HomePublicationsThe Tracker MagazineVol 3, No. 1, First Quarter 1984

The Tracker Magazine - Vol 3 No. 1, 1st Quarter, 1984

Mediocrity or Intensity
By Tom Brown, Jr.

So many people today settle for a life of mediocrity and along with that mediocrity comes the debilitating ruts people are buried in, and the quiet desperation that Thoreau talks about. There are many ways to break this vicious cycle of what I call the mediocre life; with a few simple techniques, a little more drive, and a little less procrastination, one can turn his or her life around.

The best example I can give of this is an experience two friends and I had in Yosemite last spring. Not only did it show some of the instructors how to break out of a rut of mediocrity, but it helped me to verbalize how I feel about living life to its fullest.

We were sitting on some rocks overlooking a small, but powerful waterfall which fell about 20 feet over a good ledge, and the water was swollen with snow melt and recent rains. Suddenly, I got up from where we were relaxing and climbed down to the base. Entering where the current and intensity were t he strongest, I began to climb the very fall itself I was barely able to cling to the rocks as the near freezing water crashed over my body.

Halfway up the fall, I looked up to he ledge where the instructors were sitting and saw them gazing over the edge of the thundering water with a horrified look on their faces. They really thought I had lost my mind and were sure that I would fall and be crushed on the rocks below.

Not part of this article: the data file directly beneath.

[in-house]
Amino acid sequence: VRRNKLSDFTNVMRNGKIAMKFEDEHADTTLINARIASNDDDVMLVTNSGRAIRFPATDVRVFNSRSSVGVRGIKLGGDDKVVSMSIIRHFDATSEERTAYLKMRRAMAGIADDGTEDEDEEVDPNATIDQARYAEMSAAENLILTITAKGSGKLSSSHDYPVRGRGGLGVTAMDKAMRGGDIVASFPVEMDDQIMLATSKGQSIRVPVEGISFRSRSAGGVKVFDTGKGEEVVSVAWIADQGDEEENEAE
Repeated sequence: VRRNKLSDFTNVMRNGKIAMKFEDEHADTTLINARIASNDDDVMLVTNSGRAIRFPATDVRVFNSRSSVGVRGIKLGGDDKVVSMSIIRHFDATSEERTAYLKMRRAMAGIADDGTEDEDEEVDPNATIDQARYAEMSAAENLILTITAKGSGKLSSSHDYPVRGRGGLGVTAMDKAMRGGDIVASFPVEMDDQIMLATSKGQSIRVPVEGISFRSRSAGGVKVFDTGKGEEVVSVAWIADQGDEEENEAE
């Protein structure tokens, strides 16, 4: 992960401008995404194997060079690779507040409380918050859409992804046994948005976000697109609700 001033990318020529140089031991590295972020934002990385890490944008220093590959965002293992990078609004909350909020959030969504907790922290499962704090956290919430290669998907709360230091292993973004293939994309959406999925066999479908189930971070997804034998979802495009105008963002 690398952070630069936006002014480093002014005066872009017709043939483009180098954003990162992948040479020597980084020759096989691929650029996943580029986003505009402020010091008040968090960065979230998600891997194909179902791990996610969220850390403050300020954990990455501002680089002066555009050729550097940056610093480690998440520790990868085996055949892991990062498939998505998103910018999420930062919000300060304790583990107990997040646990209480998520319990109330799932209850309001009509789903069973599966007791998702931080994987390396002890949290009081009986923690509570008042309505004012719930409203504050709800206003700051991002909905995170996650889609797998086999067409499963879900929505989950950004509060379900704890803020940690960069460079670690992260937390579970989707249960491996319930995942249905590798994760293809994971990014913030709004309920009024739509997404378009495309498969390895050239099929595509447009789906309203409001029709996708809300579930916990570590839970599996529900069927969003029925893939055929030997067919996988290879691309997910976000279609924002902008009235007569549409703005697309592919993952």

As I came nearer to the surface, I could barely hold on as the energy of the fall rushed through me, filling my body with an intense feeling of excitement and adventure. In my zest and joy I laughed and screamed, loving every moment of my adventure until I heard one of the instructors yell down that I was out of my mind. Angrily, I yelled back up at them about the virtues of living life intensely, fully; not being a spectator along for a quiet ride as they were doing, settling for quiet mediocrity. I would rather savor life with all its intensity, squeezing out every drop of excitement and adventure. It's a way of busting free of the smothering ruts and avoiding the quiet desperation that most people have to face every day, instead of waking up on one's death bed and realizing they had never really lived.

Yelling still, I said they had two choices, they could either sit in their quiet mediocrity for the rest of their lives, or break the habit now and really live. By the time I made it over the lip of the fall, I knew that fall better than any million tourists did combined because I lived in it and knew its lusty power and wisdom as if I were born of it. Back on the rocks, I looked for the instructors. They were gone. Screams of ecstasy and excitement drew my attention to the fall and there, clinging to the edge of life's intensity, were my instructors climbing the fall, living more than they had in a week. To this day, neither of them have ever gone back to the mediocre.

You too can have a life filled with intensity, adventure, and excitement. Every day you are faced with choices in your life. One way is to follow your same patterns, ruts, and mediocrity never really living life to its fullest. The other is to find dynamic ways to grab life by the horns and live it intensely, fully, savoring every moment so that when death's door does open and you are about to step to the other side, you can say you have really lived.

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The Tracker magazine:   Vol 1 No. 1  •  Vol 1 No. 2  •  Vol 1 No. 3  •  Vol 1 No. 4  •  Vol 2 No. 1
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